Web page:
Toronto’s underground has experienced a resurgence of late, and Jazz Cartier and his Get Home Safe crew may have had a little bit to do with it.
Alongside names like Derek Wise and Drew Howard, the downtown rapper has been making waves and dropping promising audio and video over the past half year. It all comes together with Jazz’s debut release, Marauding in Paradise.
Dark, synthetic filtered music has become a staple of the downtown Toronto sound and it’s a strong force throughout this project. Jazz doesn’t shy away from this sound on the horror movie tinged “The Downtown Cliché” – a bold and unapologetic rant directed at posers.
While, there definitely is that aggressive and abrasive edge to Marauding in Paradise, it also has a quasi-religious angle. Tracks like the opening opus “Guardian Angel”, with its organ’s ghetto sermon are almost doctrinal, as are “Forever Ready/Band on a Bible”.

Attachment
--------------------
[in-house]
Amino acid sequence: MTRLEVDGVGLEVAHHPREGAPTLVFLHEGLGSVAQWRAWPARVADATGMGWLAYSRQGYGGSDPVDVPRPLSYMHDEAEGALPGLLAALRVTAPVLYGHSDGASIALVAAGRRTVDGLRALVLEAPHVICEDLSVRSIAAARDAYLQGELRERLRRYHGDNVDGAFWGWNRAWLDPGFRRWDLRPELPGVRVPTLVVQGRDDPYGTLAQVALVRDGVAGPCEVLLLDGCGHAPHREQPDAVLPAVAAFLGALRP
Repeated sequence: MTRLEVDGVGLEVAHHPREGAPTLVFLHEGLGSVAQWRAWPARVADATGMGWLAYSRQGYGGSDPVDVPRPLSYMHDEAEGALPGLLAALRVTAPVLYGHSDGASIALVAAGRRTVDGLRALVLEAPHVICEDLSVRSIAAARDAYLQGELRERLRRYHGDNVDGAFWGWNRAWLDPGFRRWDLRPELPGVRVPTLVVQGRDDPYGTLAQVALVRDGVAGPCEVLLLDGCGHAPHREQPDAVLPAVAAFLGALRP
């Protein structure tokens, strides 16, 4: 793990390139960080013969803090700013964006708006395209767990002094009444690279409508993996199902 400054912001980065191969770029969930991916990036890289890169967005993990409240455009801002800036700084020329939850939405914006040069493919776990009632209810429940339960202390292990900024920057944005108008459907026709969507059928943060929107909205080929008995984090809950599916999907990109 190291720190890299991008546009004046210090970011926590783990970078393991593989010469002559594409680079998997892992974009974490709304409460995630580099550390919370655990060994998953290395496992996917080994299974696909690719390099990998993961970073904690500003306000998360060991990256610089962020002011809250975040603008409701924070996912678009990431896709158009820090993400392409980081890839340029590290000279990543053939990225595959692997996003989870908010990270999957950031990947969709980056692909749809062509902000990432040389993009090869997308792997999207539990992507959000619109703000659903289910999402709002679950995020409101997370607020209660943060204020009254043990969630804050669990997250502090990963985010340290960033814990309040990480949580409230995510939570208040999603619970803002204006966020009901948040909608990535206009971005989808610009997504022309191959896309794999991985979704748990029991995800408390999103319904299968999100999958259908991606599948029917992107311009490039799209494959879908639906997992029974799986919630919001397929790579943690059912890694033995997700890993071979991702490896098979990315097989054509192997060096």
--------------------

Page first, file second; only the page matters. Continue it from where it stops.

And, of course, there’s the stellar “New Religion”, a bass filled banger where Jazz hails the almighty dollar to ecclesiastical excess.
Even with the appeal to the saints, Marauding in Paradise is born out of a conflicted soul who recognizes the joy of reveling in his necessary sins as much as he wishes to be absolved of them.
The softer tunes, like “The Valley”, can still feel heavy with melancholy subject matter, but Jazz’s animated flow and staccato flow help keep things fresh. The somber and smoky “Wake Me Up When It’s Over” has an alertness in its verses that contrast its sleepy hook. It’s this duality that makes Jazz interesting.
There are moments when Jazz’s hesitance to leave his comfort zone might cause listeners ears to wander. However, Cartier’s energy and knack for detailing the fast life, while remaining relatable, won’t allow them to wander too far.